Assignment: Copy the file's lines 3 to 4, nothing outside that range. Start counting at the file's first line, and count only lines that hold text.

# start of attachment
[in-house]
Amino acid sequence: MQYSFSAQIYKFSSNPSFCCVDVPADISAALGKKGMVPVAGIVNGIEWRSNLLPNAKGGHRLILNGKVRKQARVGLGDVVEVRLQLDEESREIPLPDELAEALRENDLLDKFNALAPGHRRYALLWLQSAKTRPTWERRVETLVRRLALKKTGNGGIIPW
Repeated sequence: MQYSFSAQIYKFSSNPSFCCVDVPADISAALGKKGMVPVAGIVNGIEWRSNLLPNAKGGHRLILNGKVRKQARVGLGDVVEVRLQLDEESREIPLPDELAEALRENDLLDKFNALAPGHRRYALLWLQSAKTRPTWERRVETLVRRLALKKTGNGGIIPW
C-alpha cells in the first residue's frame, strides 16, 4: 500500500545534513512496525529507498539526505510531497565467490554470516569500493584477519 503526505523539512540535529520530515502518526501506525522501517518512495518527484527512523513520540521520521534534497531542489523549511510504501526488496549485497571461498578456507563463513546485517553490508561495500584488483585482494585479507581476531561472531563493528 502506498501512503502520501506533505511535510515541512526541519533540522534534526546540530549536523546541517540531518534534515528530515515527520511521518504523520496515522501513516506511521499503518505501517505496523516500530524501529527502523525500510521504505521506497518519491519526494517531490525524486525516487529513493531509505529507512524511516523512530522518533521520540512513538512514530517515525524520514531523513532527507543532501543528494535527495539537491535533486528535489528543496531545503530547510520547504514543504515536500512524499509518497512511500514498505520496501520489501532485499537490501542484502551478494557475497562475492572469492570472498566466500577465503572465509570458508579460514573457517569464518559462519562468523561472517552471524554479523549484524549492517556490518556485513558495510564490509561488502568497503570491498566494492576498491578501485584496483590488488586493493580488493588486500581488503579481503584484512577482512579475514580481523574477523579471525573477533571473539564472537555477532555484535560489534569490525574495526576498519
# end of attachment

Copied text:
Repeated sequence: MQYSFSAQIYKFSSNPSFCCVDVPADISAALGKKGMVPVAGIVNGIEWRSNLLPNAKGGHRLILNGKVRKQARVGLGDVVEVRLQLDEESREIPLPDELAEALRENDLLDKFNALAPGHRRYALLWLQSAKTRPTWERRVETLVRRLALKKTGNGGIIPW
C-alpha cells in the first residue's frame, strides 16, 4: 500500500545534513512496525529507498539526505510531497565467490554470516569500493584477519 503526505523539512540535529520530515502518526501506525522501517518512495518527484527512523513520540521520521534534497531542489523549511510504501526488496549485497571461498578456507563463513546485517553490508561495500584488483585482494585479507581476531561472531563493528 502506498501512503502520501506533505511535510515541512526541519533540522534534526546540530549536523546541517540531518534534515528530515515527520511521518504523520496515522501513516506511521499503518505501517505496523516500530524501529527502523525500510521504505521506497518519491519526494517531490525524486525516487529513493531509505529507512524511516523512530522518533521520540512513538512514530517515525524520514531523513532527507543532501543528494535527495539537491535533486528535489528543496531545503530547510520547504514543504515536500512524499509518497512511500514498505520496501520489501532485499537490501542484502551478494557475497562475492572469492570472498566466500577465503572465509570458508579460514573457517569464518559462519562468523561472517552471524554479523549484524549492517556490518556485513558495510564490509561488502568497503570491498566494492576498491578501485584496483590488488586493493580488493588486500581488503579481503584484512577482512579475514580481523574477523579471525573477533571473539564472537555477532555484535560489534569490525574495526576498519